These scenes are intertwined with a tragic capsize of a boat that kills Ellen Martin’s (played by Meryl Streep) husband, Joe, and 20 others. Martin and the families of the other victims do not get the settlement promised, thanks to many elaborate snafus involving the boat company’s reinsurers and therefore, they are unable to sue the people guilty of negligence.
Instead of just accepting the misfortune of a measly settlement, Martin started snooping around, first by locating the reinsurer’s shell company in Nevis, a small island in the Caribbean and one of tens of thousands Mossack Fonseca created around the world.
Many other victims and villains are woven into the plot as Martin sleuths, including how a cheating husband and father tricks his wife and daughter into keeping his infidelity quiet by offering them shares allegedly worth US$20 million in one of his many investment companies, and the retelling of British businessman Neil Heywood’s (renamed Maywood in the film) death when he demanded more money from politically connected wealthy Chinese looking to transfer money abroad to keep their fortunes away from prying authorities.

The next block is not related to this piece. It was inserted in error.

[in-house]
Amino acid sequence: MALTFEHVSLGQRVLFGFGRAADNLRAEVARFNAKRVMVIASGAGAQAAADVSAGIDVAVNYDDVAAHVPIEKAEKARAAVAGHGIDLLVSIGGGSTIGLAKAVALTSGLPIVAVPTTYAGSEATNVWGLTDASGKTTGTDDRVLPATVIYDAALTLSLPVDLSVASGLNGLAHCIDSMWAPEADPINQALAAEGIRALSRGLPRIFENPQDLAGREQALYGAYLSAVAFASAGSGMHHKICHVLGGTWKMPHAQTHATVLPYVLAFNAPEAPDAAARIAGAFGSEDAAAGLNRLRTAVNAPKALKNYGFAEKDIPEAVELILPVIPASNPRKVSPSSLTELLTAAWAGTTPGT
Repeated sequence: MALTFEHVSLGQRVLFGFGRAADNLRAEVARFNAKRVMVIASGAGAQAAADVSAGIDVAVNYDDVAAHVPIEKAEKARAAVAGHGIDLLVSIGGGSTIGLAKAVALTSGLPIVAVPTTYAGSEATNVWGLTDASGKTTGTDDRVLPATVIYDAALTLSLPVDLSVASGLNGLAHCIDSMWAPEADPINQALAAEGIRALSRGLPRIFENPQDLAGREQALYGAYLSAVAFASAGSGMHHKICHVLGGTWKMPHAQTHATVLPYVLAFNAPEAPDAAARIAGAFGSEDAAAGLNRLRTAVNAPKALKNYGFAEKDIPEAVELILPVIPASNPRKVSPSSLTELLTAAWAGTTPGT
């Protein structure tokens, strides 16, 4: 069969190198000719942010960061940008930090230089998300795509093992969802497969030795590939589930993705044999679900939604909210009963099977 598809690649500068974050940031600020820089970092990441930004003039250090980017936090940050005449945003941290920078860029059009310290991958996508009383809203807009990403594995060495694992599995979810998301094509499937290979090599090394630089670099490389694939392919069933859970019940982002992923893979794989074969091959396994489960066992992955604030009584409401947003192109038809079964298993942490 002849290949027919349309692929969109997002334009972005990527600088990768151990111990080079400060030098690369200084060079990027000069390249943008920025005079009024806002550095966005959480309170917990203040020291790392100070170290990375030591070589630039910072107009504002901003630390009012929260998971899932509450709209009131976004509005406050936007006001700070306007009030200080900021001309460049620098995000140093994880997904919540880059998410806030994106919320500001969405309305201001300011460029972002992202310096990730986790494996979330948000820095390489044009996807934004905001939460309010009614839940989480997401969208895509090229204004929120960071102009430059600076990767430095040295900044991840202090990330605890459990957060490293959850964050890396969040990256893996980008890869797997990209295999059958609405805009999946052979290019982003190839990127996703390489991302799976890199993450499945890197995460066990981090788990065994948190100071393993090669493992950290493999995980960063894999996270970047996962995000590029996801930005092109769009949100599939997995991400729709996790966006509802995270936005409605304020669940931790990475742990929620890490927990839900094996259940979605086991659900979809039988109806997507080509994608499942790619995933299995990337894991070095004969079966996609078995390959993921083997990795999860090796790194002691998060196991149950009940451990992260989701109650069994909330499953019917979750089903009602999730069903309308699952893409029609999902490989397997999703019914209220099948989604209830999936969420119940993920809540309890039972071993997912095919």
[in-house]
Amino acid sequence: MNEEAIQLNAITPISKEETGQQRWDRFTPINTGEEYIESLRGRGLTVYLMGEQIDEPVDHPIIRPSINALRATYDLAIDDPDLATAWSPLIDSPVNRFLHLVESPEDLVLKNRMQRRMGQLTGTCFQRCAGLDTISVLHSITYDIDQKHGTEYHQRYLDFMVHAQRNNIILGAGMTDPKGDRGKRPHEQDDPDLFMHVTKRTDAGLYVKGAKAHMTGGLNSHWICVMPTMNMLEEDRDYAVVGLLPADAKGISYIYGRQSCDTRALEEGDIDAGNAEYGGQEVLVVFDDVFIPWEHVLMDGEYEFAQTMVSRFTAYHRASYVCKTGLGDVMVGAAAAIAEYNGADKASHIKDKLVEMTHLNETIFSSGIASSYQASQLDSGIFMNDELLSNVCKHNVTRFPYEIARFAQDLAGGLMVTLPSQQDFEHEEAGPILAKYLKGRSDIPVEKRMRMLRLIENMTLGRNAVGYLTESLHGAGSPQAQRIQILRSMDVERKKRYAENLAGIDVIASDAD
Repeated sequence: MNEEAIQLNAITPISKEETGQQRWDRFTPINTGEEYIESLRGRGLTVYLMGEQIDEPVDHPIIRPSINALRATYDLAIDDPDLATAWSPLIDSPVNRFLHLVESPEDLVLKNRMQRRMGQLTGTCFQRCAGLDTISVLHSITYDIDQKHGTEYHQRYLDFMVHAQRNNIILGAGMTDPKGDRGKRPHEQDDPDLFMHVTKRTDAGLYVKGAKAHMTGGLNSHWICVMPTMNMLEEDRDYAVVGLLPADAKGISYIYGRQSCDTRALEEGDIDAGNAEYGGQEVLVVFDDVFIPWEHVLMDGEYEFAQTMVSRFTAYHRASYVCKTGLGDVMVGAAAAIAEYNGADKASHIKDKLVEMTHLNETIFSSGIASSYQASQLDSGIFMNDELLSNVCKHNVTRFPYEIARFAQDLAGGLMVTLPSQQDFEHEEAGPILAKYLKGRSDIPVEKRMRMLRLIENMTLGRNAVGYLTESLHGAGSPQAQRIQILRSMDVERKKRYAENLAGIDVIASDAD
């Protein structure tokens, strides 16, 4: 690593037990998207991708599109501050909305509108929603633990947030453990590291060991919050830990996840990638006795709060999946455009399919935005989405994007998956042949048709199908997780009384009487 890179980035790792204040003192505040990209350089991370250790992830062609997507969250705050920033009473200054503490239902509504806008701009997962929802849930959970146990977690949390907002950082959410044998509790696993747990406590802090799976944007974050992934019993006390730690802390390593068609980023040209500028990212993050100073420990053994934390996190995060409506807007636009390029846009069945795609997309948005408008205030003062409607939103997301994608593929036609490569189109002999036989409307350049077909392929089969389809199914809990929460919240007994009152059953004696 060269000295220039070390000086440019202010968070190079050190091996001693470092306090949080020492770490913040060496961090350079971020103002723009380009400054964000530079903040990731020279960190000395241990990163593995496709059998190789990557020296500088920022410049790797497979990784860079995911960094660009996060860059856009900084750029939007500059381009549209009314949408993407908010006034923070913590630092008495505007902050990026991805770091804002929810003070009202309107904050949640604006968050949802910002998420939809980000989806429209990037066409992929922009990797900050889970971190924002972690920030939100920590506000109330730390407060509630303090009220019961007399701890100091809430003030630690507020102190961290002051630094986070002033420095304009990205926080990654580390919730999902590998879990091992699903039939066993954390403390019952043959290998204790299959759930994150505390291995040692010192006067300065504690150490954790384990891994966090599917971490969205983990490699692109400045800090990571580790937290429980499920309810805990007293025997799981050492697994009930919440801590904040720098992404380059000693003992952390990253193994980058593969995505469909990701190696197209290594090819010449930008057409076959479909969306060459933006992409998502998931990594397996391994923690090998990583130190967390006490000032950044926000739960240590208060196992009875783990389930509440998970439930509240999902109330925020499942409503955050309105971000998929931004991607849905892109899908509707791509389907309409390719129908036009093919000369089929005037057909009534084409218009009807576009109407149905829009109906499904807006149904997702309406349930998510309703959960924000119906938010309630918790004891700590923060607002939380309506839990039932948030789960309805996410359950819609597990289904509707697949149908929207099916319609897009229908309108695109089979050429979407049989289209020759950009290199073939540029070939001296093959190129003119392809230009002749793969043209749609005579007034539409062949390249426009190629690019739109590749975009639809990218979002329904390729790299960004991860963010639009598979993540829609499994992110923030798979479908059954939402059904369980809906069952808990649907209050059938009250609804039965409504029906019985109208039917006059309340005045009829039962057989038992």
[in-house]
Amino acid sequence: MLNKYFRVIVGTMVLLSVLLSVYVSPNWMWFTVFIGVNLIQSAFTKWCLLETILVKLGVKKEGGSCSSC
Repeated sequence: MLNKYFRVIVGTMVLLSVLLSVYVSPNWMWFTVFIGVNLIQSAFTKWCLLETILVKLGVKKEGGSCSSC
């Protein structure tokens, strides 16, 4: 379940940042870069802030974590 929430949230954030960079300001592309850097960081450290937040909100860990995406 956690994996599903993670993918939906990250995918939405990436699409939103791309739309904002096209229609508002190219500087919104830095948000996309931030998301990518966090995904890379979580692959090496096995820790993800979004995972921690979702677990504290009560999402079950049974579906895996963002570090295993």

While the storyline comes off rather patchy at first, in hindsight, I believe that the film’s befuddling presentation is key to understanding the guileful and pervasive nature of money laundering.
I could do without the side plots because they are too brief to have any real impact. And the lack of nail-biting drama, which seemed to hover on the periphery of the film, was disappointing.
For those trying to wrap their heads around the ongoing 1MDB court drama, the movie’s jaunty approach to complicated terms and loopholes in the financial system may serve as a precursor.